Egypt is also home to the first mainstream Islamist organization, Ikhwan al­-­Muslimun, the Muslim Brotherhood, founded in 1928 by Hassan al­-­Banna, a school teacher turned ideologue. Initially, al­-­Banna, whose outlook was permeated with the teachings of Sufism—a philosophical, mystical, and inner­-­directed school of Muslim thought—intended the Brotherhood to be a youth organization aimed at moral and social reform through education and propaganda. However, it soon evolved into the largest political opposition group in Egypt. Al­-­Banna, a student of Rashid Rida, a well­-­known early­-­twentieth century Egyptian Islamic reformer, called for the revival and reformation of Islam and the restoration of broken links between tradition and modernity. In 1940 he defined the Brotherhood’s mission in the broadest possible terms as embracing “a Salafiya message, a Sunni way, and a Sufi truth,” and saw it as “a political organization, an athletic group, a scientific and cultural union, an economic enterprise, and a social idea.” At the heart of al­-­Banna’s vision was the belief in moral regeneration as a stepping stone to Islamizing state and society—in other words, it would occur from the bottom up rather than the top down, which Islamists and jihadists favor. His approach to Islamic revival was grassroots in nature and ­philosophy.

By the end of World War II, however, al­-­Banna’s original vision had been dramatically transformed; the Brotherhood carried out attacks against the British military and aggressively campaigned against social and political injustice at home. In 1948 it joined the Palestinians in the war against Israel and distinguished itself on the battlefield. A number of Egyptian officers, including two future presidents, Gamal Abdul Nasser and Anwar Sadat, developed their ideology during the Palestine war and established informal links with the Brotherhood, whose anti­-­imperial stance won it public sympathy and support. By the end of the 1940s, the Brotherhood had developed a formidable political machine, and thought to have almost a million ­members.

The Brotherhood’s ambitions swelled with its ranks. Some elements flirted with violence, establishing al­-­Jihaz al­-­Sirri, “secret apparatus,” an underground paramilitary unit within the political wing. The Egyptian government decided things had gone too far. In December 1948 it banned the Brotherhood, accusing it of being involved in the death of Prime Minister Mahmud Fahmi Nokrashi. On February 12, 1949, al­-­Banna himself was shot while getting into a taxi and died a few minutes later in a nearby hospital. Later, evidence surfaced that suggested that his assassination had been planned, or at the very least condoned, by the government. The murder of the moderate al­-­Banna radicalized the Islamist movement and set the stage for more violence and bloodshed. Many of the subsequent activists, including the spiritual father of modern jihadism, Sayyid Qutb, emerged from under the cloak of the new radicalized Brotherhood. Thus, directly and indirectly, the Brotherhood also shaped Kamal and his ­generation.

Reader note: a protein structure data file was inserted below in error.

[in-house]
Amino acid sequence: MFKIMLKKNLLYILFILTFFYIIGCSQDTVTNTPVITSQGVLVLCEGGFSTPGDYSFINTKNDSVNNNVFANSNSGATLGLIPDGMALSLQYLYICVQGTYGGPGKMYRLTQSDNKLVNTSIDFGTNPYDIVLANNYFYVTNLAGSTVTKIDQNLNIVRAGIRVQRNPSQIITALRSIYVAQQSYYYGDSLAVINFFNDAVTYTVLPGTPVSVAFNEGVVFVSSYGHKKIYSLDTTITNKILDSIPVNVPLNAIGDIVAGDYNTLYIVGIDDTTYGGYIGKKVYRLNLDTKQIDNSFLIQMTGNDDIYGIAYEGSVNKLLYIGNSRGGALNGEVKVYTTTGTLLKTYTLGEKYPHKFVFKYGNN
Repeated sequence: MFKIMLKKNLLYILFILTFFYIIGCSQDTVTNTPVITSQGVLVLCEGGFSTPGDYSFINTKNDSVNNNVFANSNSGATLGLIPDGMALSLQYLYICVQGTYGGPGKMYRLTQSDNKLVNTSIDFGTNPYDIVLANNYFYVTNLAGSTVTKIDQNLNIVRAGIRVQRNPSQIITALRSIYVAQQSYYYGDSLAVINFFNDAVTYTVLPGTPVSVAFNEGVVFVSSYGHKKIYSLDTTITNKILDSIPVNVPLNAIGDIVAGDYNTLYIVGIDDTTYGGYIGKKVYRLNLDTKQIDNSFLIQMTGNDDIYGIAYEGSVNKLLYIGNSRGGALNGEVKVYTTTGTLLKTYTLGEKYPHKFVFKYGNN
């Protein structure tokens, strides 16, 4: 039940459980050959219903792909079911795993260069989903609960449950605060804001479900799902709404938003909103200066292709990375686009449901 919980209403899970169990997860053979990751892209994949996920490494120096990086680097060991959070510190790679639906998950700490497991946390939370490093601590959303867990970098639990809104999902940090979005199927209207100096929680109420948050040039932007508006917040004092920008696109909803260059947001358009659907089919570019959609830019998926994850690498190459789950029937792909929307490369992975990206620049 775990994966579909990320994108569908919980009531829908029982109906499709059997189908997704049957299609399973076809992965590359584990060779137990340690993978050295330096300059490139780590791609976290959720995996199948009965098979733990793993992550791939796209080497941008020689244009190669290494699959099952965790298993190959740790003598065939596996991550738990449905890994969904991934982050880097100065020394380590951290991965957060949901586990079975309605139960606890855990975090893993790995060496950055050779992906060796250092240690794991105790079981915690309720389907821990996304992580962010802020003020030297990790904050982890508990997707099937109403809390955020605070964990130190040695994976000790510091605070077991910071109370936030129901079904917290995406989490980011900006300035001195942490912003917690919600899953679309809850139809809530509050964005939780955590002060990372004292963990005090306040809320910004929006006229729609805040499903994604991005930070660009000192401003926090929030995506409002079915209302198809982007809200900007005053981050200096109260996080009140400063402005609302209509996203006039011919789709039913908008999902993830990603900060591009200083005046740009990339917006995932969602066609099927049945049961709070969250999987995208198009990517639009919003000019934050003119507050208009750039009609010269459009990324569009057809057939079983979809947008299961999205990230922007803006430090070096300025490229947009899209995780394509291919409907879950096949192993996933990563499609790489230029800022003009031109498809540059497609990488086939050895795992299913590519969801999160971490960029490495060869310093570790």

Beginning in the early 1970s, the Brotherhood—with branches in the Middle East and in Central, South, and Southeast Asia—moved more and more into the political mainstream, renouncing force or the threat of force to attain its goals. It has stayed more or less on that path, seeking to participate in the process as a legitimate opposition party, though often excluded from political participation by the ruling autocrats. “We live in a very repressive atmosphere,” said Mohammed Habib, the Brotherhood’s second in command. “We are keen to form our own political party. The regime won’t allow us,” he told the New York Times in August 2005. A few months later, during the November parliamentary elections, Habib sounded a little more hopeful. “These elections are different from the previous ones, where there was a large degree of repression, confinement, and pursuit, and up to 6,000 of us were imprisoned.” For the first time, the Egyptian government allowed the Brotherhood, which remains banned, to take a more prominent role in promoting the candidates it endorses. In the November 2005 parliamentary elections, the Brotherhood even put women on their ticket, a dramatic move for a patriarchal Islamist organization, even a mainstream ­one.